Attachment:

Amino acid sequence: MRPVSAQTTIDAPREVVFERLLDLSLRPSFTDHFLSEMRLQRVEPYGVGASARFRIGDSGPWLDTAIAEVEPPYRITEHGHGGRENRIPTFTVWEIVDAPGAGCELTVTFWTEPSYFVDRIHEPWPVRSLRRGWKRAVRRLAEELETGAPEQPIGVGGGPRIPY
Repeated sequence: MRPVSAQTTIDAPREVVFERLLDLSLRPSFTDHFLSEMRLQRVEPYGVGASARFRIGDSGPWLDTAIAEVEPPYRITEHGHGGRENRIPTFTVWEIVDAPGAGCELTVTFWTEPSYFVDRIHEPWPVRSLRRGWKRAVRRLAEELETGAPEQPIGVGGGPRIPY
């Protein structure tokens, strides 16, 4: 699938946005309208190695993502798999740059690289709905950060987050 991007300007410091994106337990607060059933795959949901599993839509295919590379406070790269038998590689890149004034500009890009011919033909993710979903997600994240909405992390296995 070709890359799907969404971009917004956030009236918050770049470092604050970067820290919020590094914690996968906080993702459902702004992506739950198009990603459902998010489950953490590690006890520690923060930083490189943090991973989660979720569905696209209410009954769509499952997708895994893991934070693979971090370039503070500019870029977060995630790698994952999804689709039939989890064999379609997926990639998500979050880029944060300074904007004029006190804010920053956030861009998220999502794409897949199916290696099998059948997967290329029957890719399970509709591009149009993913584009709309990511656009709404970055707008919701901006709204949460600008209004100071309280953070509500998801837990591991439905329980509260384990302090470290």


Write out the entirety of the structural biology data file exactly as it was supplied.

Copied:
Amino acid sequence: MRPVSAQTTIDAPREVVFERLLDLSLRPSFTDHFLSEMRLQRVEPYGVGASARFRIGDSGPWLDTAIAEVEPPYRITEHGHGGRENRIPTFTVWEIVDAPGAGCELTVTFWTEPSYFVDRIHEPWPVRSLRRGWKRAVRRLAEELETGAPEQPIGVGGGPRIPY
Repeated sequence: MRPVSAQTTIDAPREVVFERLLDLSLRPSFTDHFLSEMRLQRVEPYGVGASARFRIGDSGPWLDTAIAEVEPPYRITEHGHGGRENRIPTFTVWEIVDAPGAGCELTVTFWTEPSYFVDRIHEPWPVRSLRRGWKRAVRRLAEELETGAPEQPIGVGGGPRIPY
């Protein structure tokens, strides 16, 4: 699938946005309208190695993502798999740059690289709905950060987050 991007300007410091994106337990607060059933795959949901599993839509295919590379406070790269038998590689890149004034500009890009011919033909993710979903997600994240909405992390296995 070709890359799907969404971009917004956030009236918050770049470092604050970067820290919020590094914690996968906080993702459902702004992506739950198009990603459902998010489950953490590690006890520690923060930083490189943090991973989660979720569905696209209410009954769509499952997708895994893991934070693979971090370039503070500019870029977060995630790698994952999804689709039939989890064999379609997926990639998500979050880029944060300074904007004029006190804010920053956030861009998220999502794409897949199916290696099998059948997967290329029957890719399970509709591009149009993913584009709309990511656009709404970055707008919701901006709204949460600008209004100071309280953070509500998801837990591991439905329980509260384990302090470290």